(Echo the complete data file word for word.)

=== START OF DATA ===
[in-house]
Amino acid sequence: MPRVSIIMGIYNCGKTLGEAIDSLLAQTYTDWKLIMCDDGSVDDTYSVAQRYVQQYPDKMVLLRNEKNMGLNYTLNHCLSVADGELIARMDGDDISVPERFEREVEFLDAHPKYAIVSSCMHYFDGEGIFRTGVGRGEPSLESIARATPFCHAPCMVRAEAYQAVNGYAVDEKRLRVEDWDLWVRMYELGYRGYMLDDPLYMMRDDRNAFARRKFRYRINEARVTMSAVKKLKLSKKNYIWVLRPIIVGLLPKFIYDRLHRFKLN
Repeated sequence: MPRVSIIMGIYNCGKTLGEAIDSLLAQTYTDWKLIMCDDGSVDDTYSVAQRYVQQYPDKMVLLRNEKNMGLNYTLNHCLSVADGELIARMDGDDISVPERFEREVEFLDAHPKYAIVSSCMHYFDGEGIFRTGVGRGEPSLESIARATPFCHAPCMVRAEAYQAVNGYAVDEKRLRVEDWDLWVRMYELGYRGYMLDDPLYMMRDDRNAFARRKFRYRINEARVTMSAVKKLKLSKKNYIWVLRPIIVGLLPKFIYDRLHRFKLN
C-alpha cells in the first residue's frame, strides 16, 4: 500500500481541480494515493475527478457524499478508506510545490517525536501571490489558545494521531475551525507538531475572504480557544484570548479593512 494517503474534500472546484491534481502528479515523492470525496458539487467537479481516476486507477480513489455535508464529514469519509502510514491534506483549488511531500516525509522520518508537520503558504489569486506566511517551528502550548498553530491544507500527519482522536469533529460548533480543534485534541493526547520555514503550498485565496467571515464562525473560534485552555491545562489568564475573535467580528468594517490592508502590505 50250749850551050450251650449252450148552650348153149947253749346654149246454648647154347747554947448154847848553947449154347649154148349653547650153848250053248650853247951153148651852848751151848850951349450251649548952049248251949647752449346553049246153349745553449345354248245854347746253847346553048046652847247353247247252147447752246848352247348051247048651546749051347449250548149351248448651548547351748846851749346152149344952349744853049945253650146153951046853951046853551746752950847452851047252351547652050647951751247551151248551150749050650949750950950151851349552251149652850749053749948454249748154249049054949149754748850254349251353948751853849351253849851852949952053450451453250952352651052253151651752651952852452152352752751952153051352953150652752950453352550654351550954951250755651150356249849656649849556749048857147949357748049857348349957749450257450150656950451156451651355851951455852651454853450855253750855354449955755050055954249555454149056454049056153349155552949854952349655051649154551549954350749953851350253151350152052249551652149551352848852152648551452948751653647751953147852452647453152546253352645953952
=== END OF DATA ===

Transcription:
[in-house]
Amino acid sequence: MPRVSIIMGIYNCGKTLGEAIDSLLAQTYTDWKLIMCDDGSVDDTYSVAQRYVQQYPDKMVLLRNEKNMGLNYTLNHCLSVADGELIARMDGDDISVPERFEREVEFLDAHPKYAIVSSCMHYFDGEGIFRTGVGRGEPSLESIARATPFCHAPCMVRAEAYQAVNGYAVDEKRLRVEDWDLWVRMYELGYRGYMLDDPLYMMRDDRNAFARRKFRYRINEARVTMSAVKKLKLSKKNYIWVLRPIIVGLLPKFIYDRLHRFKLN
Repeated sequence: MPRVSIIMGIYNCGKTLGEAIDSLLAQTYTDWKLIMCDDGSVDDTYSVAQRYVQQYPDKMVLLRNEKNMGLNYTLNHCLSVADGELIARMDGDDISVPERFEREVEFLDAHPKYAIVSSCMHYFDGEGIFRTGVGRGEPSLESIARATPFCHAPCMVRAEAYQAVNGYAVDEKRLRVEDWDLWVRMYELGYRGYMLDDPLYMMRDDRNAFARRKFRYRINEARVTMSAVKKLKLSKKNYIWVLRPIIVGLLPKFIYDRLHRFKLN
C-alpha cells in the first residue's frame, strides 16, 4: 500500500481541480494515493475527478457524499478508506510545490517525536501571490489558545494521531475551525507538531475572504480557544484570548479593512 494517503474534500472546484491534481502528479515523492470525496458539487467537479481516476486507477480513489455535508464529514469519509502510514491534506483549488511531500516525509522520518508537520503558504489569486506566511517551528502550548498553530491544507500527519482522536469533529460548533480543534485534541493526547520555514503550498485565496467571515464562525473560534485552555491545562489568564475573535467580528468594517490592508502590505 50250749850551050450251650449252450148552650348153149947253749346654149246454648647154347747554947448154847848553947449154347649154148349653547650153848250053248650853247951153148651852848751151848850951349450251649548952049248251949647752449346553049246153349745553449345354248245854347746253847346553048046652847247353247247252147447752246848352247348051247048651546749051347449250548149351248448651548547351748846851749346152149344952349744853049945253650146153951046853951046853551746752950847452851047252351547652050647951751247551151248551150749050650949750950950151851349552251149652850749053749948454249748154249049054949149754748850254349251353948751853849351253849851852949952053450451453250952352651052253151651752651952852452152352752751952153051352953150652752950453352550654351550954951250755651150356249849656649849556749048857147949357748049857348349957749450257450150656950451156451651355851951455852651454853450855253750855354449955755050055954249555454149056454049056153349155552949854952349655051649154551549954350749953851350253151350152052249551652149551352848852152648551452948751653647751953147852452647453152546253352645953952